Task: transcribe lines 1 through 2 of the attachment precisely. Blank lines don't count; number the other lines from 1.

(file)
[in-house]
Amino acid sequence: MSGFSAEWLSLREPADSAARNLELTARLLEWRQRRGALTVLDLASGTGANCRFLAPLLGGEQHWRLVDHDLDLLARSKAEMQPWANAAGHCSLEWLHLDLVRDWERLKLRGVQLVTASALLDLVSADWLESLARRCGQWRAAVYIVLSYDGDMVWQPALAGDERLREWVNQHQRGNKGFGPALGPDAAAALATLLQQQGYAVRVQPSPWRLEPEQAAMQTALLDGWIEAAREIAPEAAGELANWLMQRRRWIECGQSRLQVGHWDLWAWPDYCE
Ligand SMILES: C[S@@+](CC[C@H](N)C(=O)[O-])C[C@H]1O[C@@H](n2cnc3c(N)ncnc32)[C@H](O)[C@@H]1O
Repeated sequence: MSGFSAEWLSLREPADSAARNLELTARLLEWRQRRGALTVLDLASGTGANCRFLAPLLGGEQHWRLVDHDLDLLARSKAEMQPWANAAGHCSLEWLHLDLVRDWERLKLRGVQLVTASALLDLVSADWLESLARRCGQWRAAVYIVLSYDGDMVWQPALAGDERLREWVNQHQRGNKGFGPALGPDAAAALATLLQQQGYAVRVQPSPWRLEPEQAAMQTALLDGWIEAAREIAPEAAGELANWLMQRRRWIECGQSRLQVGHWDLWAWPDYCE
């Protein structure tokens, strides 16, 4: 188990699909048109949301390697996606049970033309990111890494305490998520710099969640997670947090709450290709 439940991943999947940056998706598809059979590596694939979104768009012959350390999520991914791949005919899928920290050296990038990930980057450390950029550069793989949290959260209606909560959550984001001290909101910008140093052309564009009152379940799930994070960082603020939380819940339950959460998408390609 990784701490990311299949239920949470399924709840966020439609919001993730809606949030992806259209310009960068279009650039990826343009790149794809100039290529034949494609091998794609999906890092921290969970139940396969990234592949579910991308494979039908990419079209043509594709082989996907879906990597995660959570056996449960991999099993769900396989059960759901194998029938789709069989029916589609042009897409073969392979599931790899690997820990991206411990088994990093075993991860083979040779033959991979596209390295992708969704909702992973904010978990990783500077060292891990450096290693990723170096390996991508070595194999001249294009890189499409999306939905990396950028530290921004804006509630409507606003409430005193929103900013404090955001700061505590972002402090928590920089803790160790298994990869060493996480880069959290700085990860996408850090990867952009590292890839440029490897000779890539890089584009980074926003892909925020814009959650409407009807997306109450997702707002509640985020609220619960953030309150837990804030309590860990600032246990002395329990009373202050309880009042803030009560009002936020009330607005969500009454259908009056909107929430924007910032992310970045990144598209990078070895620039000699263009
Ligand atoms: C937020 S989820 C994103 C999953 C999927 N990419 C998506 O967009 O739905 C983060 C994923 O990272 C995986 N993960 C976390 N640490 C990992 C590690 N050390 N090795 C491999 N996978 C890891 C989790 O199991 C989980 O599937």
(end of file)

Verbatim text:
[in-house]
Amino acid sequence: MSGFSAEWLSLREPADSAARNLELTARLLEWRQRRGALTVLDLASGTGANCRFLAPLLGGEQHWRLVDHDLDLLARSKAEMQPWANAAGHCSLEWLHLDLVRDWERLKLRGVQLVTASALLDLVSADWLESLARRCGQWRAAVYIVLSYDGDMVWQPALAGDERLREWVNQHQRGNKGFGPALGPDAAAALATLLQQQGYAVRVQPSPWRLEPEQAAMQTALLDGWIEAAREIAPEAAGELANWLMQRRRWIECGQSRLQVGHWDLWAWPDYCE